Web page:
The Sony Vaio T13 has been a long time coming but Sony has finally got its Ultrabook game-on and is ready to impress
Since the Ultrabook revolution kicked off at the end of last year, we've seen an array of manufacturers unleashing their skinny machines in an attempt to cash in on the latest PC trend.
The Apple MacBook Air (the Ultrabook that isn’t an Ultrabook at all) kicked off the newest laptop bandwagon and the likes of the Asus ZenBook UX31, the HP Envy 14 Spectre and the Acer Aspire S3 have since wowed us with their combinations of impressive spec sheets and skinny chassis.
But there was one notable absentee on the major manufacturer list. Until now that is, as Sony has unveiled its Ultrabook debut - the affordable Sony Vaio T13.
Sony Vaio T13: Build
While the price-tag of the Sony Vaio T13 is at the lower end of the Ultrabook spectrum, the build and design is anything but.
It’s one of the most refreshing Ultrabook models that we’ve seen to date with silver scheme made up of a mix of aluminium and magnesium alloy for the main chassis, with the lid consisting of a suave brushed aluminium.
It looks and feels industrial and rugged, and far from precious. You’ll feel confident slipping the Vaio T13 into your bag, safe in the knowledge that it should have no trouble with the odd knock or two.
It’s not the slimmest or lightest Ultrabook in town though, measuring 323 x 226 x 17.8mm and weighing 1.6kg.
Sony Vaio T13: Features
While there’s obviously been no compromise in the style stakes to keep this particular Sony Vaio T13 configuration below £700, the hardware setup does have some shortcomings.
Most notably is the lack of a third generation Ivy Bridge processor. You can opt for Intel’s latest CPU inside the T13 - but that decision comes at a cost. The Intel Core i5-3317U chip will cost you £100 extra; an i7-3517U one is £140 more.
Powering our review model was a 1.4GHz Sandy Bridge i3-2367M dual-core processor with Intel HD 3000 integrated graphics and 4GB of RAM.
This configuration makes this sub-£700 machine more than capable of carrying out your day-to-day tasks such as web browsing, document editing and basic picture editing.
It’s also more than capable of playing back HD media with no distinct stutter or lag.
There are plenty of port options on board, including a couple of USB ports (one of which is a faster USB 3.0 version), a VGA port, a HDMI port, an Ethernet port and a 3.5mm jack for your headphones or speakers.
There’s also a multi-card and wireless connectivity with 802.11 b/g/n Wi-Fi and Bluetooth 4.0.
The built-in webcam is a 1.3MP powered by “Exmor for PC” one that delivered on its promise of sharper details, higher contrast and rich colours.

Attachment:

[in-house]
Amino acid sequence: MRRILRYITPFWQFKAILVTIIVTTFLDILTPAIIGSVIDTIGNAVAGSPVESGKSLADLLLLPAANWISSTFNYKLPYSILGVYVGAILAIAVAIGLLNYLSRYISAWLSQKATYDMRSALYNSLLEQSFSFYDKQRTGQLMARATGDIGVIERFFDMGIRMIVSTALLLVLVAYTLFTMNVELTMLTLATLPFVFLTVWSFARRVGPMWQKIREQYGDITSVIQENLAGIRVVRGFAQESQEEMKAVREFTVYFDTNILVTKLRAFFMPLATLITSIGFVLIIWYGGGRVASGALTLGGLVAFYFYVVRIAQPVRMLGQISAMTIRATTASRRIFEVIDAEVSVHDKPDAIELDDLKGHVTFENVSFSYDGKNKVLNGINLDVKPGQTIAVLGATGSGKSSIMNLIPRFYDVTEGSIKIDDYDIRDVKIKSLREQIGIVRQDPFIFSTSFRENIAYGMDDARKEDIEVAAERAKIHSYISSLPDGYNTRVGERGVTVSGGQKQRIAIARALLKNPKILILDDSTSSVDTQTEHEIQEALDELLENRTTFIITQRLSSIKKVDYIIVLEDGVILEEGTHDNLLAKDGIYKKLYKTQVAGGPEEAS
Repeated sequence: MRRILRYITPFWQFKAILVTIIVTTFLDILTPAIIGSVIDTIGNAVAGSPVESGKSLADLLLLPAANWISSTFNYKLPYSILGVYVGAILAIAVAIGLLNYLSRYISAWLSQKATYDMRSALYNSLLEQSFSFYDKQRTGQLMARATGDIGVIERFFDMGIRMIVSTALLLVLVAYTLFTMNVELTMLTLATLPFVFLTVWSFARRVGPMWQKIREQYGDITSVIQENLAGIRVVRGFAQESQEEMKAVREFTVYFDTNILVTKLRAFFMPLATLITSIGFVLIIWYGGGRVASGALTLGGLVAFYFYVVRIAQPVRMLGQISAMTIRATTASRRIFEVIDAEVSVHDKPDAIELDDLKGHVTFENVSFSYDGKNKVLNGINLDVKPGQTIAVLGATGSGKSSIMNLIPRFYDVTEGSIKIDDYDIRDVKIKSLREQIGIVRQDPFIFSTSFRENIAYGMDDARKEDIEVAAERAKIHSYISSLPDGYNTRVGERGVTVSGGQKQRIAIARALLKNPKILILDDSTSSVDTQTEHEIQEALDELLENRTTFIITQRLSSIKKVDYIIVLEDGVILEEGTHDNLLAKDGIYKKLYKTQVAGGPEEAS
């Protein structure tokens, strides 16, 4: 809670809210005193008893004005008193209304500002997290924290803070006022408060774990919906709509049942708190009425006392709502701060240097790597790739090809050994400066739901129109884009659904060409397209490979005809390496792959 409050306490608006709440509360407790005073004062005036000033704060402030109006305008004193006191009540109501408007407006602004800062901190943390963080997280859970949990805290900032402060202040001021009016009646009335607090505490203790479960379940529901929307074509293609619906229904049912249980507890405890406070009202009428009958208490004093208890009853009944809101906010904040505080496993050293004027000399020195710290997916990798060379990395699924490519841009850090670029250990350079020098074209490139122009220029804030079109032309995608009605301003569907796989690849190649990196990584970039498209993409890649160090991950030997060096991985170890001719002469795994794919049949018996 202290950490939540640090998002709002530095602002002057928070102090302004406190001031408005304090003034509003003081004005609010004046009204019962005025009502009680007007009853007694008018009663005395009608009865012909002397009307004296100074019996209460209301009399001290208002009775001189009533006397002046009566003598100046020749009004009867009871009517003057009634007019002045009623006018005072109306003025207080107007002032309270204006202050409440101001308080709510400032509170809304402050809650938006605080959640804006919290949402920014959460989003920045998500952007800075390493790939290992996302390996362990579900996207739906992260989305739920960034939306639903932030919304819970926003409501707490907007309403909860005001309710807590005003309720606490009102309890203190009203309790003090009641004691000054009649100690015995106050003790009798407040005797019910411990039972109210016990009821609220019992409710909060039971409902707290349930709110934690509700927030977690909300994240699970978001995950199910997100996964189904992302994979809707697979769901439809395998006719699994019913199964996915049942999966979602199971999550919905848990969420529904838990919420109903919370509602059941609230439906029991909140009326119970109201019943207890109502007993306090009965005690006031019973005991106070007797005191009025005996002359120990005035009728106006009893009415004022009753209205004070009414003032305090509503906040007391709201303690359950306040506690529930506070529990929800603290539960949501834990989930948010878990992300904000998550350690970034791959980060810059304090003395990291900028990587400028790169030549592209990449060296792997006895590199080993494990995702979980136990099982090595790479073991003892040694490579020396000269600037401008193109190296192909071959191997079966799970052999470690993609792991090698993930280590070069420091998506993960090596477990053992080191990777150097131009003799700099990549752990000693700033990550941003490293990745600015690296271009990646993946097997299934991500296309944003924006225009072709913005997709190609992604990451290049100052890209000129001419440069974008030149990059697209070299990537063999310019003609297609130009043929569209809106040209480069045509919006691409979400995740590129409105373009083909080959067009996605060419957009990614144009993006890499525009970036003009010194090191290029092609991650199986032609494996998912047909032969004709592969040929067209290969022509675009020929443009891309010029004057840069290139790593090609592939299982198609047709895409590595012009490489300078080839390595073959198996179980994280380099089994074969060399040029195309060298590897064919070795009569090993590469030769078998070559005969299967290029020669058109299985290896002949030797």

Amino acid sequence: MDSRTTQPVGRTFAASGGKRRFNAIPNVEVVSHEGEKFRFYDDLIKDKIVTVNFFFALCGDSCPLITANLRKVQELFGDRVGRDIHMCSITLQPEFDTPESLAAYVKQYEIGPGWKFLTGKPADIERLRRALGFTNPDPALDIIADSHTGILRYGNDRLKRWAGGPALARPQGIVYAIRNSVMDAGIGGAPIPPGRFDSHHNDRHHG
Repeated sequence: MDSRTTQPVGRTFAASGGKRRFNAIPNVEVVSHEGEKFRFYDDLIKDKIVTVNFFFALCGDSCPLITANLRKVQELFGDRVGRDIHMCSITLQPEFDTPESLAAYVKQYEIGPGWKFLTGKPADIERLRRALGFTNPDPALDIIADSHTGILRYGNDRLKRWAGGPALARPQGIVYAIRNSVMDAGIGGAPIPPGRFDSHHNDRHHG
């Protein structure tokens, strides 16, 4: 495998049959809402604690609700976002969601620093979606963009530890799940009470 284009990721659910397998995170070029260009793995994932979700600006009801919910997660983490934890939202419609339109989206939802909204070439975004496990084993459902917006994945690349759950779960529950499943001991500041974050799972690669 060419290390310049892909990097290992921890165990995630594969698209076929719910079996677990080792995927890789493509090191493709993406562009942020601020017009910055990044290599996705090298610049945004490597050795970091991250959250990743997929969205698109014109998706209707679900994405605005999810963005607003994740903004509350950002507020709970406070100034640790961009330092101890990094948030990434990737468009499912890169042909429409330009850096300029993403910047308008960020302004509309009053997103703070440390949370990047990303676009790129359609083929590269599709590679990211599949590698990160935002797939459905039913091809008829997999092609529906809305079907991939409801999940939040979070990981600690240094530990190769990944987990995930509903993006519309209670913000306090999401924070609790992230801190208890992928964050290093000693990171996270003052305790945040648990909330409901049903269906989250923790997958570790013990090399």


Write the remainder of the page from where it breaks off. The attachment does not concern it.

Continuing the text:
Sony Vaio T13: Screen
The 1366 x 768 resolution may not be Full HD, but is on a par with most of the other Ultrabooks available at the moment. Only the Asus ZenBook UX31 and HP Envy 14 Spectre from the official Ultrabook brigade offer an improvement on this.
We did find the semi-glossy display a bit reflective though, and the viewing angles aren’t great either. Colours did seem vibrant, however, and there was no noticeable ghosting when watching HD content.
Sony Vaio T13: Performance
The Ultrabook club is made up of Sandy Bridge machines at present, so it’s easy to make a comparison between this T13 version and its rivals.
Unfortunately, the Vaio Ultrabook doesn’t quite measure up in raw performance statistics, even compared to some of the cheaper slimline laptops such as the Acer Aspire S3 and the Novatech nFinity N367 Plus.
That’s not to say that the T13 is a laborious affair though - far from it. As mentioned, it had no worries playing back HD video, viewing photo slideshows is extremely slick, and carrying out everyday tasks won’t trouble it at all – even with multiple programs opened at one time.
Boot up times are also fast, especially from sleep, thanks to the dual SSD and HDD setup. Our model was equipped with a 32GB SSD, allowing the Intel Smart Response Technology and Sony's Rapid Wake to kick into action, meaning almost instantaneous wake times.
When it comes to the controls, unfortunately, there is no backlit keyboard, but the keys are comfortable to use and the trackpad is compact, not overly sensitive and uses integrated buttons, which we’re fans of.
Sound quality is particularly strong for an Ultrabook as a result of the xLOUD and Clear Phase technology on board.
Sony Vaio T13: Battery
Battery life is not the greatest that we’ve seen on an Ultrabook with the Sony Vaio T13 managing 212 minutes of survival during our stress test.
This involves looping HD video with all the settings turned up to the max, so you can expect a longer cycle when not pushing it so hard.
Saying that, even with what we’d call ‘normal’ usage we still didn’t get near the 7 hours that Sony states the machine should have.
Sony Vaio T13: Verdict
Overall, the Sony Vaio T13 is a mixed bag. On the one-hand it is a beautiful piece of technology with an attractive price-point, while on the other it has limited power and disappoints on a few levels.
The response time from sleep is great and for everyday usage you probably won’t notice the lack of power, or encounter any major performance issues.
In fact, if all you’re looking for is a slimline machine to take out and about with you, to keep up with your social networks, listen to some music or catch up with the BBC iPlayer then the Sony Vaio T13 could be perfect.
However, try and push it any harder and you’re likely to come unstuck. And the battery life isn’t quite what we’d expect.
But, and it’s a big but because the Ultrabook line is all about style, the Sony Vaio T13 is easily the best looking of what is already an attractive bunch and you certainly won’t feel like you’re pulling a MacBook substitute out of your bag when you’re out and about.
Sony Vaio T13 availability: Available now
Sony Vaio T13 price: £679
Review by Paul Lamkin